Accrual accounting is a way of keeping financial records that focuses on when a company earns money or incurs expenses, regardless of actual cash transactions.
Accrual accounting tracks when a company earns money or spends it, not just when cash changes hands. It gives a fuller picture of a company’s financial health compared to the simpler cash accounting method.
How does it work?
In accrual accounting, transactions are recorded when goods or services are provided, not just when money is paid or received. This helps to show a more accurate view of a company’s finances, both short-term and long-term.
Unlike cash accounting, which records transactions only when cash changes hands, accrual accounting gives a more precise picture by recording when services are provided or debts are incurred.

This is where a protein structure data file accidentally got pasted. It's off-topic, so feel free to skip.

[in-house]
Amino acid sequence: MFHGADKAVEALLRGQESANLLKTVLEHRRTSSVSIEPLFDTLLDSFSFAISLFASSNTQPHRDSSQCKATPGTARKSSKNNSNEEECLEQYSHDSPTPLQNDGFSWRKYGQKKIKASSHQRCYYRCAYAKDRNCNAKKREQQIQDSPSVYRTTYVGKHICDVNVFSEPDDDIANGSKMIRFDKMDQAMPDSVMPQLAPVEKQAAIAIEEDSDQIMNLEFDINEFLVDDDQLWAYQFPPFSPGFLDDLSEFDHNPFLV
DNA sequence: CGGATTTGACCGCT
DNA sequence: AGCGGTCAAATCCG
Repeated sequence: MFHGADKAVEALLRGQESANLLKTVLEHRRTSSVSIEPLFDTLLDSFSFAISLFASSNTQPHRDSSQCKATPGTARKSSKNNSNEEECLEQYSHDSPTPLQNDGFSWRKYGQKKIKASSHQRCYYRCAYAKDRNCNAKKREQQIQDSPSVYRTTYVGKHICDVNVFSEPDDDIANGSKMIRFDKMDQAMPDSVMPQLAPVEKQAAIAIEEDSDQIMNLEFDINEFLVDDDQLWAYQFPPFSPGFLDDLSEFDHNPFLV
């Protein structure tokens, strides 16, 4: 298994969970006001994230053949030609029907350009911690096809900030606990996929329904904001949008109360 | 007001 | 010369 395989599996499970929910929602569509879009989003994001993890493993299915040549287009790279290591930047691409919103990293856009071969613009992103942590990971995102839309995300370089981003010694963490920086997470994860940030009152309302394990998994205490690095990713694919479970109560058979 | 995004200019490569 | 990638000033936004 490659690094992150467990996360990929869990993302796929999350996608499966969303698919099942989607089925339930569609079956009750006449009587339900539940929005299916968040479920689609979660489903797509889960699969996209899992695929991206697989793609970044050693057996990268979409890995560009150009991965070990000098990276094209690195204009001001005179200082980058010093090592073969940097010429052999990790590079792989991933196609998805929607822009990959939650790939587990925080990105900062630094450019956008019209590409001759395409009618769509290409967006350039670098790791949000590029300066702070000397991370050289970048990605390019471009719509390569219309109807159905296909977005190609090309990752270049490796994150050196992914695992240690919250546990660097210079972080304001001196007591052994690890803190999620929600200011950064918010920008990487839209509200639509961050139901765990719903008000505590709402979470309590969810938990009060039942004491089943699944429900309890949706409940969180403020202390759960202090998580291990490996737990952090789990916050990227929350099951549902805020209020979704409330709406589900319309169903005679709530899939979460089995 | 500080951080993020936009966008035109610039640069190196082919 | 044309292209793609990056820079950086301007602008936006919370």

Who Uses Accrual Accounting?
Most companies use accrual accounting, especially larger ones. It’s encouraged by financial standards and principles. Companies dealing with inventory or credit sales must also use accrual accounting, regardless of their size.
Accounting and Taxes
Companies need to be consistent in using either cash or accrual accounting for tax purposes. Small businesses may use cash accounting, while larger ones typically use accrual accounting.